It occurs to me that my initial gut reaction was little more than an unconscious aversion to upsetting the status quo – challenging the wisdom of the tribe, if you like. But having listened to her arguments, it seems obvious that the MaternityTeacher PaternityTeacher project isn’t a threat to anything – and that Sheppard is just the latest in a long tradition of brave women pushing back the bounds of what is deemed acceptable.
It’s a personal thing
What is your favourite book and why?
I always say Catch 22 to this, because I did it for my dissertation, but I’m not sure it is any more. I just really love the humour in it, and the antihero. It’s completely absurd and bizarre but at the same time has really important messages about anti-war stuff. I was obsessed with war fiction at university.
What made you decide to be a teacher?
I was working as a church youth worker, and talking to girls about their terrible lives, and realised I didn’t want to be a youth worker or a social worker, and that I couldn’t be their mother but I could get them through their GCSEs. I just thought “I can’t help you, but I can open doors to you to help yourselves through education”.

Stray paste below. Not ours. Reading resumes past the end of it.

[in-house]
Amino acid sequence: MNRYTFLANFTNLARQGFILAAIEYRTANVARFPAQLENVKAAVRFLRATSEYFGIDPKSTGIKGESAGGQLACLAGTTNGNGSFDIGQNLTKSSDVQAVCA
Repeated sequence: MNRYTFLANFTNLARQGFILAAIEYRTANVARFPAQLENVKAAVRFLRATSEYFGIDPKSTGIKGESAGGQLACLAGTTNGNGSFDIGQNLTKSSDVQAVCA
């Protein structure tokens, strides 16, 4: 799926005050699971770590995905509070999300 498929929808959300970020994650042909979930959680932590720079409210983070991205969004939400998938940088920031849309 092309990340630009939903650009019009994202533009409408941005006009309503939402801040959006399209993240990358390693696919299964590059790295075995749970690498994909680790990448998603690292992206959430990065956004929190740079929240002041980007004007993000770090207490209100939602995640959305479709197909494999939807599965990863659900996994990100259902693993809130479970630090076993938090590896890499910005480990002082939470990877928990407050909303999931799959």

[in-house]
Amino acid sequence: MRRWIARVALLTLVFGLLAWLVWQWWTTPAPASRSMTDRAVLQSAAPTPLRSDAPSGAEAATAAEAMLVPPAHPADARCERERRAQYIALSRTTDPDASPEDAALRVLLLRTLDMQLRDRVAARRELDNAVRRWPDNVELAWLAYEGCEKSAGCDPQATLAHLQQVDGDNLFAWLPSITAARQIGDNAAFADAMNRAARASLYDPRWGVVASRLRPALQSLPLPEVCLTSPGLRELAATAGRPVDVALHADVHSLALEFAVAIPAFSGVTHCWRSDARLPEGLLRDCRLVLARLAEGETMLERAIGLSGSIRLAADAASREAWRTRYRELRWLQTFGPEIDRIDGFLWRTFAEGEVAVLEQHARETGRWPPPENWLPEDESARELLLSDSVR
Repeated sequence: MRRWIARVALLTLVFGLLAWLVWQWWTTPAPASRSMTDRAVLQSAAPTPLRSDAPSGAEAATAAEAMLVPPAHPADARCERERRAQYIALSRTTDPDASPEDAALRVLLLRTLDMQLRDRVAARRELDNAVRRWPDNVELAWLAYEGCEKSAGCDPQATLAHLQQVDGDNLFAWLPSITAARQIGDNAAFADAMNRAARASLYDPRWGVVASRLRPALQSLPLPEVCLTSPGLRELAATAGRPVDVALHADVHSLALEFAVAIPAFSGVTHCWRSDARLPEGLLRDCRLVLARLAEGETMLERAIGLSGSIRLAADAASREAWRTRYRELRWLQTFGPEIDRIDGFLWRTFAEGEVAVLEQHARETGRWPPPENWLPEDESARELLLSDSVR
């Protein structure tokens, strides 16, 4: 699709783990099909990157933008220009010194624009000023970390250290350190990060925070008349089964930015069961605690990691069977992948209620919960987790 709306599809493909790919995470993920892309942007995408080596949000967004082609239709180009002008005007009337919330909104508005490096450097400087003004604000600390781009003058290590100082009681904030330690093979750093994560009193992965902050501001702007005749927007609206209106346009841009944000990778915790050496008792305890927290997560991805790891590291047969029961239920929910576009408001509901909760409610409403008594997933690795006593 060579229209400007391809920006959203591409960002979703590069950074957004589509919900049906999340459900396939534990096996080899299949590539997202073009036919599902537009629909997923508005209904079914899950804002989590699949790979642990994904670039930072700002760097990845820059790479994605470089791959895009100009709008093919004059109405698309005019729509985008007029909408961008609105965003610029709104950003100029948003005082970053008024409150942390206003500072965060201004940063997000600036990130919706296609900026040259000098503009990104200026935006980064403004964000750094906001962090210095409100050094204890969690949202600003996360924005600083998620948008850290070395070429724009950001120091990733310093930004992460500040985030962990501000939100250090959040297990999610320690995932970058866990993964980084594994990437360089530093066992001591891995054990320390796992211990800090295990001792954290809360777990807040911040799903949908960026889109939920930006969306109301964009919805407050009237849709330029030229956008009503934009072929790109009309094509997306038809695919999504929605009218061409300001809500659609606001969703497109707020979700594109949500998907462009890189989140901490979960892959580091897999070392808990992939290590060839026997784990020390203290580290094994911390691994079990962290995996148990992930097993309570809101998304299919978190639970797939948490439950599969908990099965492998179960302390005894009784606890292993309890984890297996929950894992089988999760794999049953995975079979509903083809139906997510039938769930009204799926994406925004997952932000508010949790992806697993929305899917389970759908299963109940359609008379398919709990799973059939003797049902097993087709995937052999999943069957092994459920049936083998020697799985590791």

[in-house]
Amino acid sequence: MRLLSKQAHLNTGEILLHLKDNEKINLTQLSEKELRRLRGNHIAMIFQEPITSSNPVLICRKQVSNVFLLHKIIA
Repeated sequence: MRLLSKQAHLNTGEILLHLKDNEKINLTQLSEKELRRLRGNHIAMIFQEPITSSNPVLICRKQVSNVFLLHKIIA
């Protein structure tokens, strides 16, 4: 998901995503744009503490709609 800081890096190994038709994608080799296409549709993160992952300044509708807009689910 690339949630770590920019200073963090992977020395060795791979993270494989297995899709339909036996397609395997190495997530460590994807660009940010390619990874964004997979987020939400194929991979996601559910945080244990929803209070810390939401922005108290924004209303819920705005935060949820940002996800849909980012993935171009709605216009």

If you could have a billboard featuring a piece of social art, what would yours look like?
Oh, something about positive outlook: “Life is what you make it”, or “It’s not to do with the reality, it’s your perspective of reality”, something about that. You can make all of those situations positive if you have the right outlook.
Where do you want to be in 20 years’ time?
The last eight years have taught me that you can never really plan things. The project, I could never have been able to plan that, and that’s been amazing. Marrying a Frenchman in Vietnam, I didn’t plan that! So I would like to have positive impact in whatever form that takes.
What’s your most memorable foreign experience of being abroad?
Teaching at the British International School in Vietnam for two years was amazing, but one of the most memorable things was travelling on my own in South America for four months when I was 21. Just proving to myself that I could get out there, do my own thing, learn Spanish, get around by myself, when a lot of people said “you won’t come back alive if you go there on your own as a woman”.
2015-present: Lead practitioner for initial teacher training, Harris Academy Morden
2012-2014: English teacher, the British International School, Ho Chi Minh City, Vietnam
2013: MA leadership (Teach First), the Institute of Education
2010-2012: KS3 lead in English, Westfield Community Technology College, Watford
2006-2009: BA comparative literature, Kings College London, first class honours
1998-2005: St. George’s School, Harpenden